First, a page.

The Sunshield. It’s always a challenge to develop a completely novel architectural element. Up until JWST, all infrared space telescopes have been actively cooled: you bring up some coolant and put your telescope in a cryogenic cooler. But this telescope is too big for that! So they instead designed and built a series of layered shields to permanently shield the telescope from the Sun: JWST will have a “sun side” that the sunshield and solar panels face, and a “shade side” that houses all the instruments and mirrors. The hot end of the hot side is 350º C (662º F), or hot enough to melt lead, while the cool side, on the other end of the five layers, needs to be colder than liquid nitrogen (77 K). Monumental challenges included how to vent the heat (out of the sides), how to evacuate all the air during launch without ripping the shield, how to make holes that align while it’s stowed but don’t overlap while it’s deployed, and how to fold the sunshield to eliminate the possibility of a snag during deployment. The ultimately successful design was a culmination and a combination of modern simulations/calculations, and old-fashioned pattern/sail/dress-making techniques; it was a unique mix of cutting-edge technology and artistry. In the end, it’s just five layers of coated plastic, but if it works as designed, it will keep James Webb operating long beyond its designed five-year lifespan.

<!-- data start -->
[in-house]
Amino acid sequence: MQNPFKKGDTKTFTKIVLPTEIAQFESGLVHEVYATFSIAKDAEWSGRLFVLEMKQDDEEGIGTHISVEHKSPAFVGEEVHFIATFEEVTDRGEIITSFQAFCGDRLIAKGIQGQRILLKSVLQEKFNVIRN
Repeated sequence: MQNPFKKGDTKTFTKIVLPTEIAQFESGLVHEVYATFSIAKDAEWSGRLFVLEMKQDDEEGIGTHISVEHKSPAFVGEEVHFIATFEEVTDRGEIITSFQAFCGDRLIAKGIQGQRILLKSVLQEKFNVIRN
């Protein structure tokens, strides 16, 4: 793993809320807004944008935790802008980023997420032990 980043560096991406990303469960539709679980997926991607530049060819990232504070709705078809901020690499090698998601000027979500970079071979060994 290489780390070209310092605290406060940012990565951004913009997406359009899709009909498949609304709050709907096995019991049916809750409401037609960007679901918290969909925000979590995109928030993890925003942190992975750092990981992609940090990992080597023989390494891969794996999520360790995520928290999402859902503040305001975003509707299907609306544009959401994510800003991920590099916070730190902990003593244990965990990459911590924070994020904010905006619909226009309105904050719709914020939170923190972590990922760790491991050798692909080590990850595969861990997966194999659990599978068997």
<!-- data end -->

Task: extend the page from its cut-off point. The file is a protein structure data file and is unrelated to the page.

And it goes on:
The Assembly. This is what you generally think of as the spacecraft itself. The assembly holds up the entire observatory at launch, it controls and points all of the different instruments, mirrors, antennae and more. It’s responsible for the data collected, received and transmitted; it’s responsible for handling and pointing the spacecraft. But one unique challenge it faces is that running electricity through the assembly itself and moving various parts of the spacecraft generates heat, and it generates heat on the wrong side of the sunshield! The telescope is pointing away from the Sun, so you can’t dump your waste heat there, while there’s no shade (and no place to dump heat) on the Sun-facing side. The solution involved developing a series of shades to protect the critical parts of the observatory — the parts that must be kept cool — from the other parts of the spacecraft. Successfully finding, designing and executing the ultimate solution was one of the biggest thrills an engineer can experience in their careers.
Yes, the science will be incredible. As Garth Illingsworth said about this telescope, “we’re going to learn more in one day from James Webb Space Telescope than mankind currently knows” about the first galaxies in the Universe. Just like the “Hubble Key Project” wasn’t even the greatest find that the Hubble Space Telescope made, perhaps with its unique capabilities, JWST will reveal even deeper secrets about the Universe than what we know to look for. In less than two years, we’ll begin to find out. But without the team of engineers who designed, built and executed all of this to exquisite precision, we wouldn’t have any of it at all. And after October of 2018, Jon Arenberg and everyone who worked on James Webb will have a new picture to share.
An Ariane 5 rocket, launching at dawn, will carry James Webb in full sunlight to its destination: the L2 Lagrange point, beyond the shadow of both the Earth and the Moon. For only 32 minutes, James Webb will be under battery power; after that, the solar arrays deploy and it will forever be in direct sunlight. Its mission to reveal the Universe will have begun, and every scientist and engineer who helped design and build it will get their celebratory moment of a lifetime.